Energy and nutrient density of foods in relation to their carbon footprint.

Auteur(s) :
Drewnowski A., Rehm CD., Martin A., Verger EO., Voinnesson M., Imbert P.
Date :
Jan, 2015
Source(s) :
The American journal of clinical nutrition. #101:1 p184-91
Adresse :
From the Center for Public Health Nutrition, University of Washington, Seattle, WA (AD and CDR); the Institute of Cardiometabolism and Nutrition (ICAN), Assistance Publique-Hôpitaux de Paris, Pitié-Salpêtrière Hospital, Nutrition Department, Paris, France (AD and EOV); Institut National de la Santé et de la Recherche Médicale (INSERM), Research Unit S1166 (UMR S 1166), Nutriomics team, Paris, France (EOV); Nutrition Department, Danone Research, Palaiseau, France (AM and EOV); AgroParisTech and Institut National de la Recherche Agronomique (INRA), Centre de Recherche en Nutrition Humaine (CRNH) de l'ile de France, Unité de Recherche 914 (UMR 914) Nutrition Physiology and Ingestive Behavior, Paris, France (EOV); and the Groupe Casino, Saint-Etienne Cedex 2, France (MV and PI).

Sommaire de l'article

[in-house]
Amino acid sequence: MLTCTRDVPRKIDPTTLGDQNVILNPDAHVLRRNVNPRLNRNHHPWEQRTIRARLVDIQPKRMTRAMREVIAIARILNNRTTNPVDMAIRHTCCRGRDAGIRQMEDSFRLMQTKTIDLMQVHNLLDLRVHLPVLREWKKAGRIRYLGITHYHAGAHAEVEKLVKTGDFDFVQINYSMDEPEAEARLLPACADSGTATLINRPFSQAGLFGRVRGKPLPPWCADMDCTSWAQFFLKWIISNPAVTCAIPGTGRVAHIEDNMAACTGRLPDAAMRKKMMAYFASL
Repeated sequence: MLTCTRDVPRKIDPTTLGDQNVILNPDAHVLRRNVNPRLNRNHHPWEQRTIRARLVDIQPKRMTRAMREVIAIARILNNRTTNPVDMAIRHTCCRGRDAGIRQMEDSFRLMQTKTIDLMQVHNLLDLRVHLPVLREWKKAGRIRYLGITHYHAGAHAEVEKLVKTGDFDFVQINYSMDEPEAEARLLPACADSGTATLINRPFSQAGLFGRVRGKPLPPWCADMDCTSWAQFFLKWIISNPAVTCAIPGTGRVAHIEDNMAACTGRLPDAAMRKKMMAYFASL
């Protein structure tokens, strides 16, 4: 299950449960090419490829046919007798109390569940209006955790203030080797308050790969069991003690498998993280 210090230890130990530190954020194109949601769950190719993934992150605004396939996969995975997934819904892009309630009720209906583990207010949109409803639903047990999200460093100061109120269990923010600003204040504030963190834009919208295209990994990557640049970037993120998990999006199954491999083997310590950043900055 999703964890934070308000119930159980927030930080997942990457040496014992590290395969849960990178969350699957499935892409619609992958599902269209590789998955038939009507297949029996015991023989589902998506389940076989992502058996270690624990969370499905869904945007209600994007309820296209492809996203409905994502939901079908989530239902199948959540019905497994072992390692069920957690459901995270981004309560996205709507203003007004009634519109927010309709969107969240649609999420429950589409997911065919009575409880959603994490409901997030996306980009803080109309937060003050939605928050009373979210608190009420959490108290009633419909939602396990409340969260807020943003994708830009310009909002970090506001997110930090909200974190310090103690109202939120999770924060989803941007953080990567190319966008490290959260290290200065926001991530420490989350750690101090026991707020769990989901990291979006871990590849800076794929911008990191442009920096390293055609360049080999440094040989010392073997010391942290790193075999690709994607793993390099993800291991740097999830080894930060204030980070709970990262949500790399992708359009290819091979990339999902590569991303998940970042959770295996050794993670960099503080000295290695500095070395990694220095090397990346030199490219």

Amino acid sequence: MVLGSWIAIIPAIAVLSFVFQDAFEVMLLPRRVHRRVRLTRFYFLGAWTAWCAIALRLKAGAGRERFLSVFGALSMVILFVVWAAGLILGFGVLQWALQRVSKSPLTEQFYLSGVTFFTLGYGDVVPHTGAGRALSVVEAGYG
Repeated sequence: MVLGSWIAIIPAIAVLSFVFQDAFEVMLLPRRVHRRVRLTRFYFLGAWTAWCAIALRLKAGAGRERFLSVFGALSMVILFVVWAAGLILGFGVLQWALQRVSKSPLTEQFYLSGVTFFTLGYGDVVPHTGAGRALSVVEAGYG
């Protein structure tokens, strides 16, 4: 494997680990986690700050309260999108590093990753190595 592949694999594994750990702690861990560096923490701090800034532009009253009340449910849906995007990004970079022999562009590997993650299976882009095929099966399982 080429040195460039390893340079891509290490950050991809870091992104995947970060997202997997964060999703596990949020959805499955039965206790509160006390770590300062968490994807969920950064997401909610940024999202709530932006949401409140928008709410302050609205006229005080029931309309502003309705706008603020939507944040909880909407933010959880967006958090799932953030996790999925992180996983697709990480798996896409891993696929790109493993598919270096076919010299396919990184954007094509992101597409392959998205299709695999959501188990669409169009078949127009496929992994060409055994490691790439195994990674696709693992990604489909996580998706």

A carbon footprint is the sum of greenhouse gas emissions (GHGEs) associated with food production, processing, transporting, and retailing.

We examined the relation between the energy and nutrient content of foods and associated GHGEs as expressed as g CO2 equivalents.

GHGE values, which were calculated and provided by a French supermarket chain, were merged with the Composition Nutritionnelle des Aliments (French food-composition table) nutrient-composition data for 483 foods and beverages from the French Agency for Food, Environmental and Occupational Health and Safety. Foods were aggregated into 34 food categories and 5 major food groups as follows: meat and meat products, milk and dairy products, frozen and processed fruit and vegetables, grains, and sweets. Energy density was expressed as kcal/100 g. Nutrient density was determined by using 2 alternative nutrient-density scores, each based on the sum of the percentage of daily values for 6 or 15 nutrients, respectively. The energy and nutrient densities of foods were linked to log-transformed GHGE values expressed per 100 g or 100 kcal.

Grains and sweets had lowest GHGEs (per 100 g and 100 kcal) but had high energy density and a low nutrient content. The more-nutrient-dense animal products, including meat and dairy, had higher GHGE values per 100 g but much lower values per 100 kcal. In general, a higher nutrient density of foods was associated with higher GHGEs per 100 kcal, although the slopes of fitted lines varied for meat and dairy compared with fats and sweets.

Considerations of the environmental impact of foods need to be linked to concerns about nutrient density and health. The point at which the higher carbon footprint of some nutrient-dense foods is offset by their higher nutritional value is a priority area for additional research.

Source : Pubmed